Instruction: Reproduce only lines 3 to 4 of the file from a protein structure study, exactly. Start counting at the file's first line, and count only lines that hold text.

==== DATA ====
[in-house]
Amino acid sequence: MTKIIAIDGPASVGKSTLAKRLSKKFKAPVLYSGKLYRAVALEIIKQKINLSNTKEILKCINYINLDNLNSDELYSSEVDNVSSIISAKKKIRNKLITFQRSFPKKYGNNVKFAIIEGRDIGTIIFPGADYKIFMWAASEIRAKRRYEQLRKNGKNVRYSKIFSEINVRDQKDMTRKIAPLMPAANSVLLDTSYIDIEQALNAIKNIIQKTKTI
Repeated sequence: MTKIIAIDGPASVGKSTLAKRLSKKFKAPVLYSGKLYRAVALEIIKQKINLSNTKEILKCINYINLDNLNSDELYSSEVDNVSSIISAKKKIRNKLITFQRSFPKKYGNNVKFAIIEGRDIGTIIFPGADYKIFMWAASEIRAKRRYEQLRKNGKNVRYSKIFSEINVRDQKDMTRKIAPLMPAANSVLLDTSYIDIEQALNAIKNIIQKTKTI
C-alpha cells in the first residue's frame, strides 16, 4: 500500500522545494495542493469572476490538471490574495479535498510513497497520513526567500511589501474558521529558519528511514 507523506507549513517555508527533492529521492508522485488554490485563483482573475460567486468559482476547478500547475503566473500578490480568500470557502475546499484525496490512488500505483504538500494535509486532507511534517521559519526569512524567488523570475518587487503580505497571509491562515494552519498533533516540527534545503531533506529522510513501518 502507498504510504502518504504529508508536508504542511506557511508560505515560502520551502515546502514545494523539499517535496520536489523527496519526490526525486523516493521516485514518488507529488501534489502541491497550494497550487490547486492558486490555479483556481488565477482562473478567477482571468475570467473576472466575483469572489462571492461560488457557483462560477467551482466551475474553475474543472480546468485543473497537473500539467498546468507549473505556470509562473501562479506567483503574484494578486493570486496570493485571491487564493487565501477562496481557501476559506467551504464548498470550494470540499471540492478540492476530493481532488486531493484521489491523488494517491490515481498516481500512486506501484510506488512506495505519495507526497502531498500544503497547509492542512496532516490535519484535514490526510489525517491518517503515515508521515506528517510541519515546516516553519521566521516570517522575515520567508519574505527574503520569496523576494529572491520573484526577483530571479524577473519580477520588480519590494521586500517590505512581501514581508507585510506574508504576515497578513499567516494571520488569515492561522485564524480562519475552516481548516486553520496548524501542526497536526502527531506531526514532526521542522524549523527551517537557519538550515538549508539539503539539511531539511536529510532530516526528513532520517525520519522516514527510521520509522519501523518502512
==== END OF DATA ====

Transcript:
Repeated sequence: MTKIIAIDGPASVGKSTLAKRLSKKFKAPVLYSGKLYRAVALEIIKQKINLSNTKEILKCINYINLDNLNSDELYSSEVDNVSSIISAKKKIRNKLITFQRSFPKKYGNNVKFAIIEGRDIGTIIFPGADYKIFMWAASEIRAKRRYEQLRKNGKNVRYSKIFSEINVRDQKDMTRKIAPLMPAANSVLLDTSYIDIEQALNAIKNIIQKTKTI
C-alpha cells in the first residue's frame, strides 16, 4: 500500500522545494495542493469572476490538471490574495479535498510513497497520513526567500511589501474558521529558519528511514 507523506507549513517555508527533492529521492508522485488554490485563483482573475460567486468559482476547478500547475503566473500578490480568500470557502475546499484525496490512488500505483504538500494535509486532507511534517521559519526569512524567488523570475518587487503580505497571509491562515494552519498533533516540527534545503531533506529522510513501518 502507498504510504502518504504529508508536508504542511506557511508560505515560502520551502515546502514545494523539499517535496520536489523527496519526490526525486523516493521516485514518488507529488501534489502541491497550494497550487490547486492558486490555479483556481488565477482562473478567477482571468475570467473576472466575483469572489462571492461560488457557483462560477467551482466551475474553475474543472480546468485543473497537473500539467498546468507549473505556470509562473501562479506567483503574484494578486493570486496570493485571491487564493487565501477562496481557501476559506467551504464548498470550494470540499471540492478540492476530493481532488486531493484521489491523488494517491490515481498516481500512486506501484510506488512506495505519495507526497502531498500544503497547509492542512496532516490535519484535514490526510489525517491518517503515515508521515506528517510541519515546516516553519521566521516570517522575515520567508519574505527574503520569496523576494529572491520573484526577483530571479524577473519580477520588480519590494521586500517590505512581501514581508507585510506574508504576515497578513499567516494571520488569515492561522485564524480562519475552516481548516486553520496548524501542526497536526502527531506531526514532526521542522524549523527551517537557519538550515538549508539539503539539511531539511536529510532530516526528513532520517525520519522516514527510521520509522519501523518502512